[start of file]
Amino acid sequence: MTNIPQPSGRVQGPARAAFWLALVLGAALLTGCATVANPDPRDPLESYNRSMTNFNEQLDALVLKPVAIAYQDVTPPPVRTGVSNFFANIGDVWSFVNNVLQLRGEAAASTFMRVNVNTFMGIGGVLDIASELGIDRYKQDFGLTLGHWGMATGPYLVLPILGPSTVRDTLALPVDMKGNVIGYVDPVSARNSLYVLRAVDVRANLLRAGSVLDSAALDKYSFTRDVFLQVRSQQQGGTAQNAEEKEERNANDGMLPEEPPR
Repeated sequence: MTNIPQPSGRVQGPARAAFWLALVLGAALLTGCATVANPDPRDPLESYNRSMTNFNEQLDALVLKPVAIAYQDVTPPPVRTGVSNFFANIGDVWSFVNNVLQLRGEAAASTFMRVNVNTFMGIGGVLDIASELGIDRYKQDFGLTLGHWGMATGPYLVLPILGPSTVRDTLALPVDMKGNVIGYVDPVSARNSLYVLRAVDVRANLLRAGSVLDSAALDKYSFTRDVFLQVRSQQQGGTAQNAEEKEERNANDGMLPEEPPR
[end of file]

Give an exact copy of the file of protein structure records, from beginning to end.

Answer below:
Amino acid sequence: MTNIPQPSGRVQGPARAAFWLALVLGAALLTGCATVANPDPRDPLESYNRSMTNFNEQLDALVLKPVAIAYQDVTPPPVRTGVSNFFANIGDVWSFVNNVLQLRGEAAASTFMRVNVNTFMGIGGVLDIASELGIDRYKQDFGLTLGHWGMATGPYLVLPILGPSTVRDTLALPVDMKGNVIGYVDPVSARNSLYVLRAVDVRANLLRAGSVLDSAALDKYSFTRDVFLQVRSQQQGGTAQNAEEKEERNANDGMLPEEPPR
Repeated sequence: MTNIPQPSGRVQGPARAAFWLALVLGAALLTGCATVANPDPRDPLESYNRSMTNFNEQLDALVLKPVAIAYQDVTPPPVRTGVSNFFANIGDVWSFVNNVLQLRGEAAASTFMRVNVNTFMGIGGVLDIASELGIDRYKQDFGLTLGHWGMATGPYLVLPILGPSTVRDTLALPVDMKGNVIGYVDPVSARNSLYVLRAVDVRANLLRAGSVLDSAALDKYSFTRDVFLQVRSQQQGGTAQNAEEKEERNANDGMLPEEPPR